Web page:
This is a Greenhoe tenor trombone made by Schilke-Greenhoe in Chicago, Illinois, USA. It was made as a display model for the International Trombone Festival at Redlands University in 2017. Finally it is ready for sale.
I bought this trombone along with the rest of the display from Greenhoe at ITF 2017. I sat in the store for a long time, then developed acid bleed on the rotor casing and was sent back for valve set relacquer. Then it sat more and I finally played it. I never was fond of Greenhoe trombones, but this was ordinary even for them. Back to the factory for new leadpipe and other adjustments and then loaned to another dealer where it sat for a long time again, because I couldn't look at it for a while. In June of this year I asked for it back, then added a rosewood brace from a Shires Pro-Select trombone, and that plus the other adjustments at Schilke seem to do it. It's very good now. Sometimes it takes time to get it right when you're talkin' high-end. The Greenhoe centers, it projects, it's a wonderful sounding horn, especially with the included mouthpiece. Compared to a similar Bach LT42BOF Centennial trombone, the Greenhoe is slightly lighter, with a faster response, and about the same resistance for stability. The feel is similar. The Greenhoe has slightly more clarity. I like the spec of the nickel end crook on the Greenhoe. That slightly harder metal adds something akin to the all niciel Bach slide, but less brittle. The Greenhoe is no super-open slow-responding moose horn. This is 1930's style lightweight, but it'll blend in a modern section of Bach or other trombones just fine. There are a few minor marks from handling but otherwise it's a new instrument with a few test miles in the odometer.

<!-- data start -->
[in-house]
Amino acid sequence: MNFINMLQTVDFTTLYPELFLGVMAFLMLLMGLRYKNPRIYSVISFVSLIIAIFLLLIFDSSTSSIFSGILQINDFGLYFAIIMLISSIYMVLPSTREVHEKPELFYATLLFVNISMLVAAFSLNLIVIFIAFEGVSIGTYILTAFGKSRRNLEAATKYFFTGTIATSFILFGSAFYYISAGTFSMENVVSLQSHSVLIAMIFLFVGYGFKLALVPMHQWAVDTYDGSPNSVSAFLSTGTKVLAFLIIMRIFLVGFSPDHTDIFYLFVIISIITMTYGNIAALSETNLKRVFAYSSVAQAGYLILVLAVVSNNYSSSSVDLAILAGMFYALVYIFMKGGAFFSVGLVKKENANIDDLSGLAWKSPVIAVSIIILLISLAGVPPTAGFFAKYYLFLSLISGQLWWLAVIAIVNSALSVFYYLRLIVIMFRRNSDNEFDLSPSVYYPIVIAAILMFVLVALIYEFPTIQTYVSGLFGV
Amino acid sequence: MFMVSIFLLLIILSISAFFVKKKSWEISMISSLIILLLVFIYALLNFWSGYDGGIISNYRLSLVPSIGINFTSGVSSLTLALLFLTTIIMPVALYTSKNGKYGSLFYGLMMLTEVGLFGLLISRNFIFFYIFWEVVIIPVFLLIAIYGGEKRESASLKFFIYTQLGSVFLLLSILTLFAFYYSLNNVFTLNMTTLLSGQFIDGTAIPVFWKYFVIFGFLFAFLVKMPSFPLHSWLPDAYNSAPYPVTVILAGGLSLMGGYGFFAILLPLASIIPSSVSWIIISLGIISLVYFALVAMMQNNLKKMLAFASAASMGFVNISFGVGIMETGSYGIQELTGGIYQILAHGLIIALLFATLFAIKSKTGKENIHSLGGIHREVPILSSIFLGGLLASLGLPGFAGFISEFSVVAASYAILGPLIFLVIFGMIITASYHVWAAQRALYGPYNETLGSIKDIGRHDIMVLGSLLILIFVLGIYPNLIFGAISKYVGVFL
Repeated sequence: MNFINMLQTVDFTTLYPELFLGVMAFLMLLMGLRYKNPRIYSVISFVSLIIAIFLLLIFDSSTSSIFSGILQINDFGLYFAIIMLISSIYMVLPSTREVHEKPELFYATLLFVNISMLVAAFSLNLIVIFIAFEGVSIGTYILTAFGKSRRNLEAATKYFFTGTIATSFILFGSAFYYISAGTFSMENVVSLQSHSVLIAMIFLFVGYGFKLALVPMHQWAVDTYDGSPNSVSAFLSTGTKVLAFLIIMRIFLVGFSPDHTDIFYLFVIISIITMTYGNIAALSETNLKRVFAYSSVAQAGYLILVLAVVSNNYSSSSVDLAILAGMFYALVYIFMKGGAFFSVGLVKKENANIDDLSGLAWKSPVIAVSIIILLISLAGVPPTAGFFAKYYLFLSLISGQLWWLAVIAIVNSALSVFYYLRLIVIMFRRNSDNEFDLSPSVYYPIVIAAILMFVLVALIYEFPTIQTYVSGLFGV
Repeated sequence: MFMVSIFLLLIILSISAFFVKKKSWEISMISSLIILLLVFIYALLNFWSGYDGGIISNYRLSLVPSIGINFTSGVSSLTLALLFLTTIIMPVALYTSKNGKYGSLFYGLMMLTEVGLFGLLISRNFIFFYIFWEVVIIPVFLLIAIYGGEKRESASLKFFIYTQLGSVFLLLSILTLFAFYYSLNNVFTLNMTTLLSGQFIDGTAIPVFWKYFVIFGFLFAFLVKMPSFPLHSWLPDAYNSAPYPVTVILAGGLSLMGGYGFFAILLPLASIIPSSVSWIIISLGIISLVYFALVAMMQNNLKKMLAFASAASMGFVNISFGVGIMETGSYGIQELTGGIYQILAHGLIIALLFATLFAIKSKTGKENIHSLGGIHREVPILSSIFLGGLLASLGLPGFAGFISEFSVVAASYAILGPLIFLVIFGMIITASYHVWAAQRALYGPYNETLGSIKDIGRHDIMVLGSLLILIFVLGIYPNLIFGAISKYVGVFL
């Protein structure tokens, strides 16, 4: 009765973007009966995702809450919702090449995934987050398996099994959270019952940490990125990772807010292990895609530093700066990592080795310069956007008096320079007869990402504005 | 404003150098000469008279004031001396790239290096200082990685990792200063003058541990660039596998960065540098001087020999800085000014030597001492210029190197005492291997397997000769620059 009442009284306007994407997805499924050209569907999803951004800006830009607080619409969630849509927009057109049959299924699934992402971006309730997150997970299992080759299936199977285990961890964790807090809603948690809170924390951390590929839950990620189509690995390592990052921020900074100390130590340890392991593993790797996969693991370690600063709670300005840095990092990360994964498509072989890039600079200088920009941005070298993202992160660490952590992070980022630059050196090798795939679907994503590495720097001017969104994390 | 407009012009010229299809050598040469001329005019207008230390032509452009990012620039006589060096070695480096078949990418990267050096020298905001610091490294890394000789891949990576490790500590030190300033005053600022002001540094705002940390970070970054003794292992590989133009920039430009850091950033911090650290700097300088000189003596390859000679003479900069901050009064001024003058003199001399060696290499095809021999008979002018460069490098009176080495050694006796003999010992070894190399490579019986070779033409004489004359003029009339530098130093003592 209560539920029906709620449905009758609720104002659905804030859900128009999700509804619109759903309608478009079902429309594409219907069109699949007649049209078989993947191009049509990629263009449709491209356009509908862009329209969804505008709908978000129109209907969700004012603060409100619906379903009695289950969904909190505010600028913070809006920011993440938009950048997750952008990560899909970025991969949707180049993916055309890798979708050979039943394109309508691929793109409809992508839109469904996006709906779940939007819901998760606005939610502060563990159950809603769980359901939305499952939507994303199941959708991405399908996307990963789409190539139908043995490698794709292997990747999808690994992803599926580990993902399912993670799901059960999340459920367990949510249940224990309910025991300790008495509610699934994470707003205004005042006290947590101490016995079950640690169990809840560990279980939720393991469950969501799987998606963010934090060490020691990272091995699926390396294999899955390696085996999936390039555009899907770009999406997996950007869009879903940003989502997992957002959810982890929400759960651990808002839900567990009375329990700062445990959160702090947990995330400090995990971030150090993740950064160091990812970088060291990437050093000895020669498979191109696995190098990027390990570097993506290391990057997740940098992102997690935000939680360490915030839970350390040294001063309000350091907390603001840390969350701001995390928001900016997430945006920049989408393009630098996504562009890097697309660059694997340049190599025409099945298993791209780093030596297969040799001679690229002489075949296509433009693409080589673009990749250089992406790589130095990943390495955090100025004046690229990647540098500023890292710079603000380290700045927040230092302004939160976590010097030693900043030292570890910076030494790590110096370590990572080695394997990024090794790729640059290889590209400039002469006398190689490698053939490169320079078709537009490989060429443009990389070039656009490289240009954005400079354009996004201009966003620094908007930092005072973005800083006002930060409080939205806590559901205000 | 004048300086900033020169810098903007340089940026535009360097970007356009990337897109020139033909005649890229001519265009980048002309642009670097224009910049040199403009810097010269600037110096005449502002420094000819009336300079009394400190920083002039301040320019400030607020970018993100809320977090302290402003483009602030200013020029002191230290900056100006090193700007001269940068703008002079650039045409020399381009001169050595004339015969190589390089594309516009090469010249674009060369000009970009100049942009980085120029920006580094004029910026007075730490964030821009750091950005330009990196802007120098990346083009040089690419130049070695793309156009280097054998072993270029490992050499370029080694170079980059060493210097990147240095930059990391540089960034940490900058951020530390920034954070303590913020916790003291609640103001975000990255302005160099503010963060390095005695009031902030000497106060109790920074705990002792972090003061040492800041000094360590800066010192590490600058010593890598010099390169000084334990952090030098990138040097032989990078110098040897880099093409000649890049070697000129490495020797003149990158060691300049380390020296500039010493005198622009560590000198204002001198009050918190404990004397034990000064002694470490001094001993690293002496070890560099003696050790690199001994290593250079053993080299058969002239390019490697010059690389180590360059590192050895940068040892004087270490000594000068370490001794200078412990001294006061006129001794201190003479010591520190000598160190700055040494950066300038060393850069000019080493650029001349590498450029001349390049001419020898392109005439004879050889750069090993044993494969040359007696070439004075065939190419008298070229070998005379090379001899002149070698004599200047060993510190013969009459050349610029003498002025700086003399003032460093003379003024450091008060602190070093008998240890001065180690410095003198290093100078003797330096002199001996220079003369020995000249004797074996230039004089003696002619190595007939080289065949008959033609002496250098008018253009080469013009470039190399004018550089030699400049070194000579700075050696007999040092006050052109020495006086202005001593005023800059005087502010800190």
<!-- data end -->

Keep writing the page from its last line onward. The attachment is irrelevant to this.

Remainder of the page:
The Greenhoe hand slide action is 110% smooth, very special.